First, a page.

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Why Emoticons are Underrated

Email, for all its advantages, lends itself to miscommunication, especially if the emotions are involved. We've managed to work around this a bit, but the tactics are unloved: They consist mainly of "screaming" in all caps or using emoticons, even in business correspondence.

But how, exactly, are your emails likely to be misread? Do people think you're being more emotional than you intend, or less? Does it matter if you're the boss? Erin Richard, a professor at Florida Institute of Technology, found that people read more emotion into emails sent by male managers, but see less emotion in the same email when sent from a female manager.

Same e-mail, different response
The researchers recruited 287 undergraduate students, 70 percent of whom were working at least part-time. Each was asked to read a series of emails, with either a positive or a neutral/mildly negative tone. The signature lines on each email varied. Some emails appeared to be from male professors, some from female professors, some from female students and some from male students. In both types of email:

  • Male professors were perceived as more emotional than male students.
  • Female professors were perceived as less emotional than female students.
  • Male professors were seen as more emotional than female professors.
  • Female students were seen as more emotional than male students.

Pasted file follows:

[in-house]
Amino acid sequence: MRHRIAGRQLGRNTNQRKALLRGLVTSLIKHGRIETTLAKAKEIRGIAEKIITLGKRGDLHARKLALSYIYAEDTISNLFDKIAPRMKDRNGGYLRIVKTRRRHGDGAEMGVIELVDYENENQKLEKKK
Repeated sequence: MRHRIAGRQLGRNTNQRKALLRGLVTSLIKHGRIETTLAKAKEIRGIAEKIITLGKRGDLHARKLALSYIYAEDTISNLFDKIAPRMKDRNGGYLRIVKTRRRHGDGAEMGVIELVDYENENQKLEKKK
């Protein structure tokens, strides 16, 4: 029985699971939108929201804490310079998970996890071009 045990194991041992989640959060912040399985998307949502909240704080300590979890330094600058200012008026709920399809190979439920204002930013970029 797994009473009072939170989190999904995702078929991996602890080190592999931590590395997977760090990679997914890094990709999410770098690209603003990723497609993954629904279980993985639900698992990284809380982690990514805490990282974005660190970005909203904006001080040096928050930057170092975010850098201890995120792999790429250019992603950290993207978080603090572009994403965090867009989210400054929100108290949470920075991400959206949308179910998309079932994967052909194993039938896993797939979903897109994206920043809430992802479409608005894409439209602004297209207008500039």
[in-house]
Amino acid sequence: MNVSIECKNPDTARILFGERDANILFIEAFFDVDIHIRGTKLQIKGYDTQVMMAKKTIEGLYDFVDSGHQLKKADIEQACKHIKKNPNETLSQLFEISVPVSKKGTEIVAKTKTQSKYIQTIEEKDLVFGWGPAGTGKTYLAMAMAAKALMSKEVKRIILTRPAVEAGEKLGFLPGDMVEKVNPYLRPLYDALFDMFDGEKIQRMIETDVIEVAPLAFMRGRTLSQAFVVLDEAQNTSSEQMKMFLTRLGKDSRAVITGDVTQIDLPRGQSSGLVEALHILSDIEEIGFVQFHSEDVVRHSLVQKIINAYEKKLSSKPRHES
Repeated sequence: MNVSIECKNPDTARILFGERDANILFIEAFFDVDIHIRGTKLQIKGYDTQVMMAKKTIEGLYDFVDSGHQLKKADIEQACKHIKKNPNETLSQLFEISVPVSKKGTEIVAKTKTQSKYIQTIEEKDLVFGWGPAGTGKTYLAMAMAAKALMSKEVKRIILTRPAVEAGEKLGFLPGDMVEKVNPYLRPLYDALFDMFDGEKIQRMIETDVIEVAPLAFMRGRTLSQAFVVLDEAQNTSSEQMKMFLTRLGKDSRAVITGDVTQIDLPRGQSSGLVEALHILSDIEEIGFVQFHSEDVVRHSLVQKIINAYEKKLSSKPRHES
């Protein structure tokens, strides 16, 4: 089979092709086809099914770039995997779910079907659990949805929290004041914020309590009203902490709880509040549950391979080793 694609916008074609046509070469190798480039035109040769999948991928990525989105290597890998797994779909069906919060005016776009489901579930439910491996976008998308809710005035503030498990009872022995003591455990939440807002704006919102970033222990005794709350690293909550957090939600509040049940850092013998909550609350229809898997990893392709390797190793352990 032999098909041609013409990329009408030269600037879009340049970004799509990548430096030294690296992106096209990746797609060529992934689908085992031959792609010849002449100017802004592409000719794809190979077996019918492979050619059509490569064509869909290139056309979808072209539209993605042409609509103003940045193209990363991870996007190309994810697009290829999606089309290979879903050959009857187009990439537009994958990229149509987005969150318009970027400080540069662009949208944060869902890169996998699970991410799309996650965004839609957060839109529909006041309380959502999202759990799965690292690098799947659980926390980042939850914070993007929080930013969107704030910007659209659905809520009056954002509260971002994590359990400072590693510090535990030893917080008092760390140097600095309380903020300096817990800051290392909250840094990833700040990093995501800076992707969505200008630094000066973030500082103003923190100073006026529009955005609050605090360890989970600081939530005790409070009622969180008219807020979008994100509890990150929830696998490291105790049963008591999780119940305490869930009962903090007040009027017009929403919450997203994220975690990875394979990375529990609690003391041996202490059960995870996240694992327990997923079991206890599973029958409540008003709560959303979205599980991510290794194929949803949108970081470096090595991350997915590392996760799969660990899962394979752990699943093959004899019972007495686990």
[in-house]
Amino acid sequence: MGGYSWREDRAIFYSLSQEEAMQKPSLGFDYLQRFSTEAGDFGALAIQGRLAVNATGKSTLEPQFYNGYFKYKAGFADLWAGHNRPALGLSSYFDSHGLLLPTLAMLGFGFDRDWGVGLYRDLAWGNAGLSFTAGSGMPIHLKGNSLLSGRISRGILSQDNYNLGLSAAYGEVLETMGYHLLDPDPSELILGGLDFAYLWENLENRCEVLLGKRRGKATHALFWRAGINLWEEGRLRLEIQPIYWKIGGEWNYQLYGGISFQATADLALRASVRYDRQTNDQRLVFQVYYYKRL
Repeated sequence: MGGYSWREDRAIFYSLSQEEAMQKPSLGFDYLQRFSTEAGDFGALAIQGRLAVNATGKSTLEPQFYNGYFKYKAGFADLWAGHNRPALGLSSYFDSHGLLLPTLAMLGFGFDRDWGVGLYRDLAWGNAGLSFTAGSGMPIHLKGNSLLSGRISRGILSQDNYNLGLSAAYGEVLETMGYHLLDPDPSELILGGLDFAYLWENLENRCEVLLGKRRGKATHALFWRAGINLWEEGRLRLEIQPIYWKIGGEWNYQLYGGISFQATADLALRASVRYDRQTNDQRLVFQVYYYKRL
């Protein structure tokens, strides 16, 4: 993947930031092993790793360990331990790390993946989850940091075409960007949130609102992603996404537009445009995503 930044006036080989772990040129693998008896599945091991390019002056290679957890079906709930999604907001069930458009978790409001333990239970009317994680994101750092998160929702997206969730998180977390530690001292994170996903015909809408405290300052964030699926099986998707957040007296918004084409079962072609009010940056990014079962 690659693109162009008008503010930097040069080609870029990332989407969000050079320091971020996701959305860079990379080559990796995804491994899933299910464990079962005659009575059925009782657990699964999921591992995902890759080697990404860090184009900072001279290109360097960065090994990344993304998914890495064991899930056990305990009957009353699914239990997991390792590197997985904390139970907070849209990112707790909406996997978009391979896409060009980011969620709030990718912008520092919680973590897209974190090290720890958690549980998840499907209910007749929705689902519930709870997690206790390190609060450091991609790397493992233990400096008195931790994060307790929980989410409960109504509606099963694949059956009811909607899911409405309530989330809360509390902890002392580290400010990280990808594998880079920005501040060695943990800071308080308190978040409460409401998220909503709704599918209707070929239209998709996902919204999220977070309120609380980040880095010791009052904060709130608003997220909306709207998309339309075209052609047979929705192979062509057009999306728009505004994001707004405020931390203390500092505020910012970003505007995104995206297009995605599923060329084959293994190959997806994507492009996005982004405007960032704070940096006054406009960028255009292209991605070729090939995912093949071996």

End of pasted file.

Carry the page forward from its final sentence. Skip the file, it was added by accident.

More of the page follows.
Do we need emoticons?
Richards suggests that perhaps women are seen as becoming less emotionally expressive as they rise to higher status or leadership positions, or maybe men are perceived as becoming more expressive as they move up the totem pole. That would be consistent with other research that shows that women leaders are expected to be more emotionally neutral than their male counterparts. According to Richard:
We think that it probably speaks to the different expectations for emotional displays from men versus women in the workplace... "There's some past research that suggests that, at least with anger, female leaders are perceived as less effective when they show strong emotion, whereas male leaders are given more leeway in expressing certain types of negative emotion.
An alternate explanation could be that people expect women to be effusive. When they're not, it's interpreted as a lack of emotion. Conversely, men are supposed to be less emotional than women, so any emotional display on their part is noticeable.

What does this mean for email in a work environment? Says Richard:

I think the take home message for the person writing the message is to be clear no matter who you're writing to. For example, if you're trying to convey positive feedback you should be clear that you're very happy about what the person did and be sure you're not writing just three words and expecting them to get positive emotion out of that.
How do you make sure your emails are interpreted correctly? Is it okay to use emoticons in business email?


Image courtesy of flickr user Schoschie
Kimberly Weisul is a freelance writer, editor and editorial consultant. Follow her on twitter at